History of the Los Angeles Society
Bishop Thomas Conaty was appointed Bishop of Los Angeles in 1903 and quickly saw that the Society of St. Vincent de Paul should have a local presence. The first Conferences of Charity, volunteer groups to serve the poor, were established in 1904. By 1908, when the Council of Los Angeles was incorporated, there were 15 Conferences and 236 “Vincentian” volunteer members in the present L.A. Archdiocese – counties of Los Angeles, Ventura and Santa Barbara – plus the counties of Orange and San Diego, and the Inland Empire. Subsequently, the later three became separate Dioceses with their own Councils.
In 1911, 400 families (1,200 children, women and men) were helped with an outlay of $4,000. During the 1920s, a Doctor’s Guild was formed to provide free medical care for the poor and a Lawyer’s Guild was established to provide free legal services. These services were provided to those who had nowhere else to turn.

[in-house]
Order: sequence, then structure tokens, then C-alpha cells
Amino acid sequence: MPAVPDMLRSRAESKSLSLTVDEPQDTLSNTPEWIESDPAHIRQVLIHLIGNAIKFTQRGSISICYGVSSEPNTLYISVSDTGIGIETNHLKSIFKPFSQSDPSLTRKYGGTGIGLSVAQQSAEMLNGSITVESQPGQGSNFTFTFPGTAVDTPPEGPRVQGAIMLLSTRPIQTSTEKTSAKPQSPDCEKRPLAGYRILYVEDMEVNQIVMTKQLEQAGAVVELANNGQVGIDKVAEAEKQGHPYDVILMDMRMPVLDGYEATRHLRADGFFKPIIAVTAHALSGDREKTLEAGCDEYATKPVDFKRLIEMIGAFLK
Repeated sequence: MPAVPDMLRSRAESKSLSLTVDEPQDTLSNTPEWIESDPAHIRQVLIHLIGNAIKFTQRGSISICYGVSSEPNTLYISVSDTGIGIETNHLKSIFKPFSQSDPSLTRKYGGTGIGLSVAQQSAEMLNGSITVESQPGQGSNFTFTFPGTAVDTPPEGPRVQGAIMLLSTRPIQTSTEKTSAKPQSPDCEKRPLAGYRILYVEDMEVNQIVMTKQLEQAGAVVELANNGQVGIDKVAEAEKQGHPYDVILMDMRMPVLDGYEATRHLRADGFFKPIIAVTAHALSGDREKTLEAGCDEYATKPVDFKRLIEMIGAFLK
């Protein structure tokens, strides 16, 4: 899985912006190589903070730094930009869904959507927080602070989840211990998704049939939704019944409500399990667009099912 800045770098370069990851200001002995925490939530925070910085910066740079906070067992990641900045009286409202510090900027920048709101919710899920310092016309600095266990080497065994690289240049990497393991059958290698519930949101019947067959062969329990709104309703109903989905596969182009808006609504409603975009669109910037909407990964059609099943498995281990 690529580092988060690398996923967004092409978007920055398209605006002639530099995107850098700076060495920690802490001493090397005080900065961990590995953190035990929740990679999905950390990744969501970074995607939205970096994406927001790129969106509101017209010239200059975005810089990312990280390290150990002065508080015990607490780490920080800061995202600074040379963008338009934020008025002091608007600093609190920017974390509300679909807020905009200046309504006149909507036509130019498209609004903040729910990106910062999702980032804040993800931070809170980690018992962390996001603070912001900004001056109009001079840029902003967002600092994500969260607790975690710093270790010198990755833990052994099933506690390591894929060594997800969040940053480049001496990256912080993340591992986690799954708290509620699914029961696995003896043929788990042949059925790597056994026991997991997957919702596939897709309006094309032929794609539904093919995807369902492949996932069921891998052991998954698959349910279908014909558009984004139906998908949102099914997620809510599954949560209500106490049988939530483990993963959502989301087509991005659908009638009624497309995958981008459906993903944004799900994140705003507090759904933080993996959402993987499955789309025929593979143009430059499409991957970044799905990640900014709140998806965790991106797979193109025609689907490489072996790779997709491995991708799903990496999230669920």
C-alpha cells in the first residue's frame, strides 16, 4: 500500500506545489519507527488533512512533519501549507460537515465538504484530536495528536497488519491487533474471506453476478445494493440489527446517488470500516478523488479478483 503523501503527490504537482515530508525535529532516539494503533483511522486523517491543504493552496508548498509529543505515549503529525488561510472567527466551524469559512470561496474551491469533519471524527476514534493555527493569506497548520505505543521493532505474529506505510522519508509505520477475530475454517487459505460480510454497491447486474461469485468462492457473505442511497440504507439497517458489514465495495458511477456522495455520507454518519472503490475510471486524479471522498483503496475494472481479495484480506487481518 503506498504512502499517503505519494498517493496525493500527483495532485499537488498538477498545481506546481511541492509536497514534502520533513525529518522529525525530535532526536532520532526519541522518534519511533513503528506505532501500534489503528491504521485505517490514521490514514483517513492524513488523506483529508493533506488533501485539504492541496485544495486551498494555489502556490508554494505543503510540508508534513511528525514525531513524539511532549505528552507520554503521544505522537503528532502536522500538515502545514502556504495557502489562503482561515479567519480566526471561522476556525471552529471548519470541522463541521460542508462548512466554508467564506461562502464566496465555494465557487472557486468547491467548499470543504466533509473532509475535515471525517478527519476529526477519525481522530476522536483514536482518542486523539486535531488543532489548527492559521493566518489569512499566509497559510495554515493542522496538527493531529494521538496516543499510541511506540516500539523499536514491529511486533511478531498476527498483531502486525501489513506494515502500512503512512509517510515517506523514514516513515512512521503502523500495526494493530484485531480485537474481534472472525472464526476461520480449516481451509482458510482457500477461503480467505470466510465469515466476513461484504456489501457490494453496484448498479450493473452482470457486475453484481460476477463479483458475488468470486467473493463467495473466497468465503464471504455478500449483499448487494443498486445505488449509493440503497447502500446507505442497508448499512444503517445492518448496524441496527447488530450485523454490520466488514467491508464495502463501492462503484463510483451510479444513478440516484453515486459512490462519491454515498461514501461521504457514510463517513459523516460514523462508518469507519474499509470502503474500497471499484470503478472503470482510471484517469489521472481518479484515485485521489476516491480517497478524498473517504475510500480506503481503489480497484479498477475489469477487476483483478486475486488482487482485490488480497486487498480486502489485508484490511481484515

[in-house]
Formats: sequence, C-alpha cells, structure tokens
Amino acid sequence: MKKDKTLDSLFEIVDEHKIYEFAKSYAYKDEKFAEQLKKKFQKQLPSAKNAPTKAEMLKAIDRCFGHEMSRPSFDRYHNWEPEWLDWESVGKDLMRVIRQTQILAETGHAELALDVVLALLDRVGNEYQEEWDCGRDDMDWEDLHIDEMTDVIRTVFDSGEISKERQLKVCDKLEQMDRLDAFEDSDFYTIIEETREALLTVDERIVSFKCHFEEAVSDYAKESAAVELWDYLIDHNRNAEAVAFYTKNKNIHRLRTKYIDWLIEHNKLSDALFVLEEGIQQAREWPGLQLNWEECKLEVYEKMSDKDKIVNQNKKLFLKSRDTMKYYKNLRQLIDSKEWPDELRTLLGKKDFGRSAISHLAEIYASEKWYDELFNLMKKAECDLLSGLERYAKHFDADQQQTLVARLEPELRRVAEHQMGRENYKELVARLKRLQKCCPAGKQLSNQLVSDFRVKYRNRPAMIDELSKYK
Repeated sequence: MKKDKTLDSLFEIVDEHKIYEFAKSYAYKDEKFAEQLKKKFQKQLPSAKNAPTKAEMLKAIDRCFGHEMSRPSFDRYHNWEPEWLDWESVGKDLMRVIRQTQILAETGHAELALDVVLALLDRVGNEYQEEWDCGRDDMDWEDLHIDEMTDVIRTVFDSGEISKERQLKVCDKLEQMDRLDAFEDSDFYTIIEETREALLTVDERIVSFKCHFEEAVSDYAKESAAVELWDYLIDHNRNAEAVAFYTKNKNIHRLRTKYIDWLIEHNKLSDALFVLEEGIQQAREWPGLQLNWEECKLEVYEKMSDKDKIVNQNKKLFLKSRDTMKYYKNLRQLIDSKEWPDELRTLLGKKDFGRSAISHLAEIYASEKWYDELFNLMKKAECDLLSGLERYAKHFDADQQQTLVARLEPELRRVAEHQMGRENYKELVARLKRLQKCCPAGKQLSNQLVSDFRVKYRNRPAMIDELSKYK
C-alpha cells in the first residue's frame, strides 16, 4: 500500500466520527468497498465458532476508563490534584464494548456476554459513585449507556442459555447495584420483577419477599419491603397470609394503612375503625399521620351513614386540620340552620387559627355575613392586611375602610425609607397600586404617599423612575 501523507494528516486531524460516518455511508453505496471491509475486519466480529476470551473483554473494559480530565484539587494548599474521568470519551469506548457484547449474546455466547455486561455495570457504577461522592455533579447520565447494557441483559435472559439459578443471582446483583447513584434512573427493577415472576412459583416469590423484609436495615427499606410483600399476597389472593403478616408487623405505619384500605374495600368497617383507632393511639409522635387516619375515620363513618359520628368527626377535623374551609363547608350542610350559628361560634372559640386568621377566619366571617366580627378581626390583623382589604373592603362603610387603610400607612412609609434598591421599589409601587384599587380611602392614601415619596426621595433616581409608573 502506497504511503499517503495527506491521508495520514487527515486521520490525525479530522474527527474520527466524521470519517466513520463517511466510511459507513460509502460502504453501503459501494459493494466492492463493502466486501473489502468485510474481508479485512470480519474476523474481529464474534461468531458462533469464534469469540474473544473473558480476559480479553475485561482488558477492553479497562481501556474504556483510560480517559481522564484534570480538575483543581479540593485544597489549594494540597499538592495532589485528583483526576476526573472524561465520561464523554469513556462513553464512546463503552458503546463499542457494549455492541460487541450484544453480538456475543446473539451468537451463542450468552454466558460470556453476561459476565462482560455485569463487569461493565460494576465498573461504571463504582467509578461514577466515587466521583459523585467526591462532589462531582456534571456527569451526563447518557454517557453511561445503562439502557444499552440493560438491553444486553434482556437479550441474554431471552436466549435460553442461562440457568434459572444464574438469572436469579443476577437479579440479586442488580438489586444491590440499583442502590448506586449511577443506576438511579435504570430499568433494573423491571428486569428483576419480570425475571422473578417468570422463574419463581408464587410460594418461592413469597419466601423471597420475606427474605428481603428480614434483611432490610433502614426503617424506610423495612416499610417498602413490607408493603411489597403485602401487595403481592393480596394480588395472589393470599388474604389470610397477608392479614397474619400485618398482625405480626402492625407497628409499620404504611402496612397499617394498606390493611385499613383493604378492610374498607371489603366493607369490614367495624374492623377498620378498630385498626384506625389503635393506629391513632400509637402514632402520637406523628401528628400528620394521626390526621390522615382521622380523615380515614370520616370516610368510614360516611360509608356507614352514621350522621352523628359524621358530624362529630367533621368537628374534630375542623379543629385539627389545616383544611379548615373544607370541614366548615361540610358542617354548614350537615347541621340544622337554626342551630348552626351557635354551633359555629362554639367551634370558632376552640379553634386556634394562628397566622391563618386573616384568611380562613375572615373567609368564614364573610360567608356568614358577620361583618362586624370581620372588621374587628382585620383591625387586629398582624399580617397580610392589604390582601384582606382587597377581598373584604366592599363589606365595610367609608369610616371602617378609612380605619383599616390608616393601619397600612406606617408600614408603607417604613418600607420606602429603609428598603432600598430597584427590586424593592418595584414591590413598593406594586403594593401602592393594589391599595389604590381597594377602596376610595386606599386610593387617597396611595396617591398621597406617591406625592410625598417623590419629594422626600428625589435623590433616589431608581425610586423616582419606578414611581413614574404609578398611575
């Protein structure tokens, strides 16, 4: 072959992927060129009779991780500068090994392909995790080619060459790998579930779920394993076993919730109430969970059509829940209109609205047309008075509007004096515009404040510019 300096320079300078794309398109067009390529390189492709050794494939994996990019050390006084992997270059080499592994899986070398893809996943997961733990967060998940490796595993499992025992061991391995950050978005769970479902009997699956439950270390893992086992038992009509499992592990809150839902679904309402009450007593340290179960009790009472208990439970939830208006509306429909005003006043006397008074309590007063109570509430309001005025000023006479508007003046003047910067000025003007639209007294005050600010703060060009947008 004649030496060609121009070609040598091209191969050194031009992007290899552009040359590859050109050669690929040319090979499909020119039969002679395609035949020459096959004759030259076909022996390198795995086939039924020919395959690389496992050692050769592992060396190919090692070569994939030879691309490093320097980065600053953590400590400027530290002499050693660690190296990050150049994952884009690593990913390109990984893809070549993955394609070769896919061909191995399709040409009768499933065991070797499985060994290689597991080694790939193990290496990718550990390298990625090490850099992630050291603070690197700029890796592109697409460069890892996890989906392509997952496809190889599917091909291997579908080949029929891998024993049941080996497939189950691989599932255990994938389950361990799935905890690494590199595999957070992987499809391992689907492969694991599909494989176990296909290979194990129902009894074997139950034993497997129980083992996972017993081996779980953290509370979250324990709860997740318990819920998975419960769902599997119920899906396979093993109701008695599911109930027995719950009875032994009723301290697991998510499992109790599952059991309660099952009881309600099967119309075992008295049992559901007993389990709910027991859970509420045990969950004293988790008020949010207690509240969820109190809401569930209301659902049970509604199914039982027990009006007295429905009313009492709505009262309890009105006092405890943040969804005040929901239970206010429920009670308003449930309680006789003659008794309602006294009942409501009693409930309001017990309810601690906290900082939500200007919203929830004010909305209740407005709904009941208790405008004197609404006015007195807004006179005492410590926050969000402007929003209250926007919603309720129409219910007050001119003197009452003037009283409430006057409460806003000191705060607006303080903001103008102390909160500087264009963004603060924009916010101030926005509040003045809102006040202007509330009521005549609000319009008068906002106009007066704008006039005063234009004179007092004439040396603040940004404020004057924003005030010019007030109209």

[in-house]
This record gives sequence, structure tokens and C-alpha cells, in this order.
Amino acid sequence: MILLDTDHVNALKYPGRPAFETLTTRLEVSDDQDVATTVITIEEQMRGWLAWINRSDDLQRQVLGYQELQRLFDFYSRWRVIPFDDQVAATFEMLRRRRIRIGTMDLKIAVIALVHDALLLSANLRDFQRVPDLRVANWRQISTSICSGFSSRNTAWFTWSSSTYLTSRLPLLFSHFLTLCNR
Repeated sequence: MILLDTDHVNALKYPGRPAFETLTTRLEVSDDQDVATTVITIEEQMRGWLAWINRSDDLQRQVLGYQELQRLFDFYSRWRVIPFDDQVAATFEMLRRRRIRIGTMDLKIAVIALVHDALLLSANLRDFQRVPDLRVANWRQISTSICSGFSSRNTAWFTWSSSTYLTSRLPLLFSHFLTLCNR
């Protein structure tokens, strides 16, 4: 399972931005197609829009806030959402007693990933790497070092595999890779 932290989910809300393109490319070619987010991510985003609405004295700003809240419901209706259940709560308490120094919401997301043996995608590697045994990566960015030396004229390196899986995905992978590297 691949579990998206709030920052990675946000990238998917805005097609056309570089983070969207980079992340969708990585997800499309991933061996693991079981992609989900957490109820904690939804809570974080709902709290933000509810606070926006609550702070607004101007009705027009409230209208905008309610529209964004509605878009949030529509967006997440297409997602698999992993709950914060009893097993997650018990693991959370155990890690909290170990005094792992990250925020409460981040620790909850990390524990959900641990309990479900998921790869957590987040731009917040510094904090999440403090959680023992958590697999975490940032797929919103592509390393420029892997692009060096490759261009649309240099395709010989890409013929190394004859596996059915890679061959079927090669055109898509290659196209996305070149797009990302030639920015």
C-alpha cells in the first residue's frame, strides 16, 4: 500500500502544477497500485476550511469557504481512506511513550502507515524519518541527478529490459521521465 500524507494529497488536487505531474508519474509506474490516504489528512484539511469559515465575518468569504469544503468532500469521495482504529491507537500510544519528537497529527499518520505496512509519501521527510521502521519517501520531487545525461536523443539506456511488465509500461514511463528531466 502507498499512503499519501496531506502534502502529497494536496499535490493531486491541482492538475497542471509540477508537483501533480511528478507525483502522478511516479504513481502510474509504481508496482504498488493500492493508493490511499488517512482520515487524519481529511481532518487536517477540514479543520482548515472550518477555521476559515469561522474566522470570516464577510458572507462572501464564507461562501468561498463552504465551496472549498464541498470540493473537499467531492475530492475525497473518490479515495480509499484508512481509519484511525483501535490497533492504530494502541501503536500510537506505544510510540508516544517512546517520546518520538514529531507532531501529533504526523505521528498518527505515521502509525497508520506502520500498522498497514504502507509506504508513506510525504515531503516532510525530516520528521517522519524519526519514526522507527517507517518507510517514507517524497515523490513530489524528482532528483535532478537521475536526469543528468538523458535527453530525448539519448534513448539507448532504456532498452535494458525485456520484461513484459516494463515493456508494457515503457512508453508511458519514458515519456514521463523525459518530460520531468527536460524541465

The Great Depression of the 1930s was a difficult period for the LA. Council, as there were countless needy, unemployed and homeless families and individuals. However, it also was a time to further reach out. Several programs begun by the Society later became part of Catholic Charities. These included a home for orphans, detention ministry and the Seamen’s Center in San Pedro. In addition, the Council lent support to the Archdiocese’s scouting program, the Catholic Youth Organization and Catholic Big Brothers.
During the 1930s, the Colorado Street Bridge in Pasadena became known as ‘Suicide Bridge.’ After more than 75 persons had jumped to their deaths, the Society, working with other agencies, helped persuade the city to erect a barrier that stopped the suicides.
Initially, the Society’s membership was restricted to men. However, in 1968, a change to the “Rule” of the Society granted full membership to women, which began a new era. Dorothy Llamas was named L.A. Council’s first female president in 1988, while another woman, Coyne Quinn, followed her. After a slow beginning, the number of female members increased rapidly during the 1990s. Now, over 50% of its members are women!
For the Council of L.A., the past 20 years has been a period of growth in both the number of Conferences of Charity and total membership. In 1990, the Society had less than 50 Conferences, all of which consisted of adults. Today, it has more than 100 Conferences including Youth and Young Adult Conferences, consisting of 2,500 year-round members. Consider joining us to serve the poor and homeless in your area!